The trouble with water

Issues with watercourses proved such that I decided to devote a separate page to the topic.
Updated 6 June 2014

Within Cedars Mount View, the only access to proposed camp sites and stages is by fording Cedar Creek. Hundreds of vehicles fording a watercourse raise potential environmental hazards, or so it seems to me, yet the issue rates not a mention. Cedar Creek is the major watercourse through the site, though not the only one.

Catchment of Cedar Creek

If I've used the NSW Government's Spatial Information Exchange tools right, the catchment down to and including Cedars totals more than seven square kilometres. Upstream of Cedars, where Mount View Road crosses Cedar Creek, the road is often flooded and badly damaged during storms. I certainly wouldn't want to be on the wrong side of Cedar Creek when there's a storm anywhere upstream in the catchment; particularly not with hundreds of other people. More particularly, not with hundreds of inexperienced city folk. It's worth noting that the residence used by proprietors of Cedars Mount View is on the Mitchells Road side of Cedar Creek.

Mitchells Road as watercourse

Between Mount View Road and the entrance to Cedars, Mitchells Road crosses a tributary of Cedar Creek. Again, if I've used the Spatial Information Exchange tools right, the catchment totals almost seventy hectares. Two 90-centimetre culverts carry that watercourse under Mitchells Road.

Catchment to Mitchells Road

It's worth noting that, for the part of the catchment to its north-east, Mitchells Road itself serves as watercourse. Similarly, Mount View Road diverts down Mitchells Road, some runoff that would normally flow south.

It's not unknown to see storms dumping large amounts of rain in short periods of time in these parts, with very little warning. The Pasha Bulker storm comes to mind, but it's far from unique. Strangely enough, long term residents report that Mitchells Road sometimes gets a bit wet[0].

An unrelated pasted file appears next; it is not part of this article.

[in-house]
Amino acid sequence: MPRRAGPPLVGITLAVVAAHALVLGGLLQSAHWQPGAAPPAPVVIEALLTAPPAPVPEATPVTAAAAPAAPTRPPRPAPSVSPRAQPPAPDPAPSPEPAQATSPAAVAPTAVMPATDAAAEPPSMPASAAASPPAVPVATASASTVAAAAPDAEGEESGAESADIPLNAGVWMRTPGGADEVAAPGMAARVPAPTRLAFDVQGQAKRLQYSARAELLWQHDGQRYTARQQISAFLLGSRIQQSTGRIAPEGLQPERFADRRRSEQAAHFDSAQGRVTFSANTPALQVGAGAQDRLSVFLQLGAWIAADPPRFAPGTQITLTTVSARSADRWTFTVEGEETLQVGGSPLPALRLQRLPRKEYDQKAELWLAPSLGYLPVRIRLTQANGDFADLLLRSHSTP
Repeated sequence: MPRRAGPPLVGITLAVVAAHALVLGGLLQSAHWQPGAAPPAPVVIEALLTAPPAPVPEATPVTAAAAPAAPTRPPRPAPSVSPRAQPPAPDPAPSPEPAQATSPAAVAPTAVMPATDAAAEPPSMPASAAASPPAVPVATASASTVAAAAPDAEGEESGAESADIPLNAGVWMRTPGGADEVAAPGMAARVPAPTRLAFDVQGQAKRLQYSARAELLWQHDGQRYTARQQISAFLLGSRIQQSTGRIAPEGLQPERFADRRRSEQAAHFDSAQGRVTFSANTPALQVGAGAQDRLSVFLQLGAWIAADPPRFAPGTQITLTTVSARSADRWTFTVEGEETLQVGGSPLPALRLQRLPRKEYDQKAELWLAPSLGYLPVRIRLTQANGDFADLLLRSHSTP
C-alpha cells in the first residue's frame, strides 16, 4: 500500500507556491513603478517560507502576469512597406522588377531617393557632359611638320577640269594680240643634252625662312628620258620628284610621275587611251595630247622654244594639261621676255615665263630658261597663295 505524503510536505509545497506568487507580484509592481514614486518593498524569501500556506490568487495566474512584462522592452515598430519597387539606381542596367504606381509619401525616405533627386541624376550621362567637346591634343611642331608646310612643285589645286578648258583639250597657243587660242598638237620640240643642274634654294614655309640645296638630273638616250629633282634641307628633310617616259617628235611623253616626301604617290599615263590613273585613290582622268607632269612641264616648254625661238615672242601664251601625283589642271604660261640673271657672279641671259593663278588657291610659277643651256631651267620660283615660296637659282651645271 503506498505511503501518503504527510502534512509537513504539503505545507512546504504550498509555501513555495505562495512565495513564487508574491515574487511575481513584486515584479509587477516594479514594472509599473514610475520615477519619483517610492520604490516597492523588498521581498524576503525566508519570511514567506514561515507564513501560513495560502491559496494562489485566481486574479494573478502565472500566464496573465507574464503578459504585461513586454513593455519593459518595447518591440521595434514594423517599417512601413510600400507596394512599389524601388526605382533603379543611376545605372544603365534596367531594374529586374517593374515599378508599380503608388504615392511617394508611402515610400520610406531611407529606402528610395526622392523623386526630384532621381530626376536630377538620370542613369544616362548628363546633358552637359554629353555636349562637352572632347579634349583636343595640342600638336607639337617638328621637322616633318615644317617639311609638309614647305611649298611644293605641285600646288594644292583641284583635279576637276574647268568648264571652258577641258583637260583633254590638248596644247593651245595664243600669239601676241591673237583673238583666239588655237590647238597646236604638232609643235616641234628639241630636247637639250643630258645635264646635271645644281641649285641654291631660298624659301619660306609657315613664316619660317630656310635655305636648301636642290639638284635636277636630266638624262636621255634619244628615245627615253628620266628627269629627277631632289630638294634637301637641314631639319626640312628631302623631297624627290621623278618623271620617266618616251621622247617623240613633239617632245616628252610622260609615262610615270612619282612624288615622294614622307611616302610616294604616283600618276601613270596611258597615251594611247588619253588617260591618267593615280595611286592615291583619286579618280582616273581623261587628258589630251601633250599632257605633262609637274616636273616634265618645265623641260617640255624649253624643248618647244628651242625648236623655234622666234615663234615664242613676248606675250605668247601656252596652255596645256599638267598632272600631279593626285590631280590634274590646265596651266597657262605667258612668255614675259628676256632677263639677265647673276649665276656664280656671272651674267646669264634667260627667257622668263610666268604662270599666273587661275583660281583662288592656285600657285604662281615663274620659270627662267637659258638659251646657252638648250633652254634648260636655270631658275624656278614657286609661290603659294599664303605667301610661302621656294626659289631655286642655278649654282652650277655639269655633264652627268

[0]Laconic Aussie understatement.

And the applicants say ...

In the Statement of Environmental Effects, the only mention of a watercourse I could find was of their "Chillout Stage":
"Situated by the small creek under the canopy of willows, it will be dimply lit with chandeliers in a wash of colors, offering simple and comfortable furniture." The quote is verbatim.

Risk Management

Under "Severe Weather Response Procedure", the Emergency Management Plan listed as risks:
It went on to address wind, lightning, hail and whether evacuation would be safe.
At row 32 (the last row) the Risk Assessment listed as risks of "Weather-extreme":

Those risks were classified as "low" and "ALAP" (to be kept "As low as reasonably practical").

I reckon, in the bottom of a mountain gully, I'd be most worried about flash flooding and being washed away and/or drowned.

Comically, the row immediately above was: "TV and Media". The identified risk was: "- Negative publicity". That risk was classified as "high" and "not acceptable".

So bad publicity is not acceptable but discomfort, injury or potential death of customers is to be kept as low as reasonably practical. Who'd be a customer?

Both documents were endorsed Commercial In Confidence, so anybody wanting to see them will have to approach Cessnock City Council. That said, in this context the validity of the claim is legally questionable.

The risk management gave me so many chuckles that I had to trace the source. Is it any wonder that he wants it kept secret?

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